A 16-year-old girl was found guilty of second-degree murder Monday in the stabbing death of an older teen during a fight at a Southeast Washington, D.C., bus stop, the Washington Post reports.
On the morning of March 22, a fight broke out between the 16-year-old and 18-year-old Amanjanea Whitley. The teens had reportedly had another run-in in the weeks before the fatal fight, and their families lived near each other in the Simple City neighborhood.
Lawyers for the 16-year-old tried to argue that she had acted in self-defense, protecting herself and her unborn child, when she fatally stabbed Whitley. The 16-year-old, who has another child, was six months pregnant at the time of the incident.
However, the judge rejected the argument, the Post notes.
Prosecutors say that Whitley, who was unarmed at the time, had only yelled at the younger teen, telling her that she wanted to fight. Whitley also told the younger teen that she was going to kill her and her unborn child, prosecutors acknowledged, but it was the 16-year-old who escalated the incident.
“[Whitley] was only armed with her words,” Michelle Hersh, with the D.C. Attorney General's Office, said during closing arguments, according to the Post. “She should not have died because of her words.”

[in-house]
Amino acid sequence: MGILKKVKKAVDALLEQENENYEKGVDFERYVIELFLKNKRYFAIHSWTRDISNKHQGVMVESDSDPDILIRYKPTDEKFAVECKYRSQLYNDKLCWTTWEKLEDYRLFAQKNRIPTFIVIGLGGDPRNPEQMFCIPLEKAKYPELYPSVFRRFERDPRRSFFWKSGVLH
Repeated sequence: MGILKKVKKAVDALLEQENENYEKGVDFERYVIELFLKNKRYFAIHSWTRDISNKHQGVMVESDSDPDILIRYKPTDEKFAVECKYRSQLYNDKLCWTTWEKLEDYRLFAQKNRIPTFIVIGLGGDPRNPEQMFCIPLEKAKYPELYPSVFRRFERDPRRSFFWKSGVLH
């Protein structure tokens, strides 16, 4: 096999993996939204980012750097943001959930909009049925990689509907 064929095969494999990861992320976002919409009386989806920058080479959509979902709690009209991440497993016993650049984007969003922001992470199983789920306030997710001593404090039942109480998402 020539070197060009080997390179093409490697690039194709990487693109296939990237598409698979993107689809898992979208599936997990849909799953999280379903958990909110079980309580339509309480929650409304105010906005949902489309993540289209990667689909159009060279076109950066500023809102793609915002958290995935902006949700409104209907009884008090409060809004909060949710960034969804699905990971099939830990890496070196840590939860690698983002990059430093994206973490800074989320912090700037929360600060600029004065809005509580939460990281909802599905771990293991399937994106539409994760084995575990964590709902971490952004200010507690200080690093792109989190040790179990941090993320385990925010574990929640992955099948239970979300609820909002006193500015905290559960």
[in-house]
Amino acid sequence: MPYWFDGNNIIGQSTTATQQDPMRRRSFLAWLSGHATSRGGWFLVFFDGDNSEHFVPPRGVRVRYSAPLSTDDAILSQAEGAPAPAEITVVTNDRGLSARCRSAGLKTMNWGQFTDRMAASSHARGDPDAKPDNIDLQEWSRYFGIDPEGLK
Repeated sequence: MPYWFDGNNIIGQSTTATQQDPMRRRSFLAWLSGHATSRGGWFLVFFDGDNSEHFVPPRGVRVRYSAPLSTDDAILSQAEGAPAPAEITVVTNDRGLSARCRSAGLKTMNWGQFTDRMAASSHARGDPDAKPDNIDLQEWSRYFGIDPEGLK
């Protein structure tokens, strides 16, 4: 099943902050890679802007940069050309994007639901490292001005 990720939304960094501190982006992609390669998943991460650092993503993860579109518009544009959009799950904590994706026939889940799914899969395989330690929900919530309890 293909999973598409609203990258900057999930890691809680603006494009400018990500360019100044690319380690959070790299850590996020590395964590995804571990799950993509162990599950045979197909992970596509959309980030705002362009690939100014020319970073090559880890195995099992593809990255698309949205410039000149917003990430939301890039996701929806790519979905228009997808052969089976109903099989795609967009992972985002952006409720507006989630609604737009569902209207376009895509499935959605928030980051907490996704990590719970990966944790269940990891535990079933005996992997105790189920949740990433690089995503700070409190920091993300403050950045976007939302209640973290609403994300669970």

During the verdict, D.C. Superior Court Judge Kimberley Knowles emphasized that although it was Whitley who started the argument, it was the 16-year-old who pulled the knife and followed Whitley to a grassy area where the fight began.
“When she got up from that shelter and walked to the grassy area, she lost her right to self-defense,” Knowles said.
According to the Post, the 16-year-old started carrying the knife in February after another incident with Whitley and others. It was never made clear what the teens were fighting about.
Whitley died of a 3-1/2-inch stab wound to her heart, which was the length of the blade on the teen's knife, the medical examiner testified. Whitley was also stabbed in the back during the incident.
According to the Post, sentencing in the teen's case is scheduled for Nov. 18. She could be placed on probation or committed to the Department of Youth Rehabilitation Services, where she could be held a maximum of five years, until she turns 21.
According to the Post, although Whitley's parents were happy with the verdict, they remained dissatisfied because the teen was not charged as an adult.
“She only faces five years. Five years for killing someone. I will never get my daughter back. I have to visit her at her grave site and she only faces five years. That’s foul,” Whitley’s father, Sandy Gilbert, said.
Read more at the Washington Post.